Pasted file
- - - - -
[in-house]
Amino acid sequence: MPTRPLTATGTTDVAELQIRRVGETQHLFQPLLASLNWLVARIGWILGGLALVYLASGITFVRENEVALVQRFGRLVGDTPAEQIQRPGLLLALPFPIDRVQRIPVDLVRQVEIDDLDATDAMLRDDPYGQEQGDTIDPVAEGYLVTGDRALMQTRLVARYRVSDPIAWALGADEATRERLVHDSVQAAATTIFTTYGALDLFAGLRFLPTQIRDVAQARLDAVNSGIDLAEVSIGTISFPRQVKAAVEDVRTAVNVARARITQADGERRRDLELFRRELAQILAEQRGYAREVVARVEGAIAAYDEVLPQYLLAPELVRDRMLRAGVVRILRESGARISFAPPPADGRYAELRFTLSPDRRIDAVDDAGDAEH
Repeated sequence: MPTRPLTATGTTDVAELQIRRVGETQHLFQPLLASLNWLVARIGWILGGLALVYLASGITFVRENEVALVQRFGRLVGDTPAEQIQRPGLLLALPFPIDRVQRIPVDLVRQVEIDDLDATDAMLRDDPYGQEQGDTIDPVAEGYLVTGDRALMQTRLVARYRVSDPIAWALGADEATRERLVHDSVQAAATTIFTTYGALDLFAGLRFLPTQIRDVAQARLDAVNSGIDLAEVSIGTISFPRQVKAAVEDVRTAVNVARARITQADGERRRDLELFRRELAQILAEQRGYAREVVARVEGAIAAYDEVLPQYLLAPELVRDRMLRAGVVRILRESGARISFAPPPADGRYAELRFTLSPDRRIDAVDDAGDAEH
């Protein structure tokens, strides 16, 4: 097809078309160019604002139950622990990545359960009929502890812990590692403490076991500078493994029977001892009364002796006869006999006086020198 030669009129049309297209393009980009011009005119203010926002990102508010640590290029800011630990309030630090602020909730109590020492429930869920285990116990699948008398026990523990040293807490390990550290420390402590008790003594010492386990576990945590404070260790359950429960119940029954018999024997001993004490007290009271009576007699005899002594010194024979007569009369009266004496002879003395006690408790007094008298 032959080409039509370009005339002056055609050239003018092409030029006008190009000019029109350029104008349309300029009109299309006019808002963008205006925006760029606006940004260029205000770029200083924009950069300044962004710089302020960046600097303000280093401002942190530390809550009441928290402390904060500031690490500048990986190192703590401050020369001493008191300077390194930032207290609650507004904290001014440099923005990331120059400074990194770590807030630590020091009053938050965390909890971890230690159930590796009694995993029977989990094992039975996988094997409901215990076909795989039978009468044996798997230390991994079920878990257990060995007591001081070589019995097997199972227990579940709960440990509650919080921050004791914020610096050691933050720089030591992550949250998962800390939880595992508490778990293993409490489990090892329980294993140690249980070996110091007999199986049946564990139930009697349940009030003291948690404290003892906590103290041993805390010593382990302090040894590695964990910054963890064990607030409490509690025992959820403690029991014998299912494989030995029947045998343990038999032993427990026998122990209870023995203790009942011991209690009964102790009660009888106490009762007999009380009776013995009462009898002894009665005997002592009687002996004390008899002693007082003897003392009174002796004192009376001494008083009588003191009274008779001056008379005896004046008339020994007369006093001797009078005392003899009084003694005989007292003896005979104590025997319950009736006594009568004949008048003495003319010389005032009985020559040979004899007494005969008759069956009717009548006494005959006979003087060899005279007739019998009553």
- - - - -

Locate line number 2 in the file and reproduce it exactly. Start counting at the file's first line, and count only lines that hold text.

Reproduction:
Amino acid sequence: MPTRPLTATGTTDVAELQIRRVGETQHLFQPLLASLNWLVARIGWILGGLALVYLASGITFVRENEVALVQRFGRLVGDTPAEQIQRPGLLLALPFPIDRVQRIPVDLVRQVEIDDLDATDAMLRDDPYGQEQGDTIDPVAEGYLVTGDRALMQTRLVARYRVSDPIAWALGADEATRERLVHDSVQAAATTIFTTYGALDLFAGLRFLPTQIRDVAQARLDAVNSGIDLAEVSIGTISFPRQVKAAVEDVRTAVNVARARITQADGERRRDLELFRRELAQILAEQRGYAREVVARVEGAIAAYDEVLPQYLLAPELVRDRMLRAGVVRILRESGARISFAPPPADGRYAELRFTLSPDRRIDAVDDAGDAEH